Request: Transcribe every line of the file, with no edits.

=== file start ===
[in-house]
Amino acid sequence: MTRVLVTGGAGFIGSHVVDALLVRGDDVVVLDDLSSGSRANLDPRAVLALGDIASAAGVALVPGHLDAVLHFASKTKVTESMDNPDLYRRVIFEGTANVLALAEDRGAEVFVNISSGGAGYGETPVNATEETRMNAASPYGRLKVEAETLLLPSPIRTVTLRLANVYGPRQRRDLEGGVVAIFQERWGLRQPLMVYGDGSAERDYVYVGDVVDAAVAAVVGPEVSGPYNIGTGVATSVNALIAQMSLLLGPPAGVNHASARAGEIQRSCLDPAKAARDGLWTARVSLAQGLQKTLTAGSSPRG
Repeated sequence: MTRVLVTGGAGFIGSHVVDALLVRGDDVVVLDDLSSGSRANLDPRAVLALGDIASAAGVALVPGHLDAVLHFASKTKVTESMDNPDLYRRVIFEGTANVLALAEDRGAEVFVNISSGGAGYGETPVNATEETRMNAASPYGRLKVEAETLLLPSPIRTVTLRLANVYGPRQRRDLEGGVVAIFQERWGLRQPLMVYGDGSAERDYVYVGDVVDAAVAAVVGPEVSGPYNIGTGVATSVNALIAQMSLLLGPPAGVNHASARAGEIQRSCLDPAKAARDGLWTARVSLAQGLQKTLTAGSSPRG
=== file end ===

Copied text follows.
[in-house]
Amino acid sequence: MTRVLVTGGAGFIGSHVVDALLVRGDDVVVLDDLSSGSRANLDPRAVLALGDIASAAGVALVPGHLDAVLHFASKTKVTESMDNPDLYRRVIFEGTANVLALAEDRGAEVFVNISSGGAGYGETPVNATEETRMNAASPYGRLKVEAETLLLPSPIRTVTLRLANVYGPRQRRDLEGGVVAIFQERWGLRQPLMVYGDGSAERDYVYVGDVVDAAVAAVVGPEVSGPYNIGTGVATSVNALIAQMSLLLGPPAGVNHASARAGEIQRSCLDPAKAARDGLWTARVSLAQGLQKTLTAGSSPRG
Repeated sequence: MTRVLVTGGAGFIGSHVVDALLVRGDDVVVLDDLSSGSRANLDPRAVLALGDIASAAGVALVPGHLDAVLHFASKTKVTESMDNPDLYRRVIFEGTANVLALAEDRGAEVFVNISSGGAGYGETPVNATEETRMNAASPYGRLKVEAETLLLPSPIRTVTLRLANVYGPRQRRDLEGGVVAIFQERWGLRQPLMVYGDGSAERDYVYVGDVVDAAVAAVVGPEVSGPYNIGTGVATSVNALIAQMSLLLGPPAGVNHASARAGEIQRSCLDPAKAARDGLWTARVSLAQGLQKTLTAGSSPRG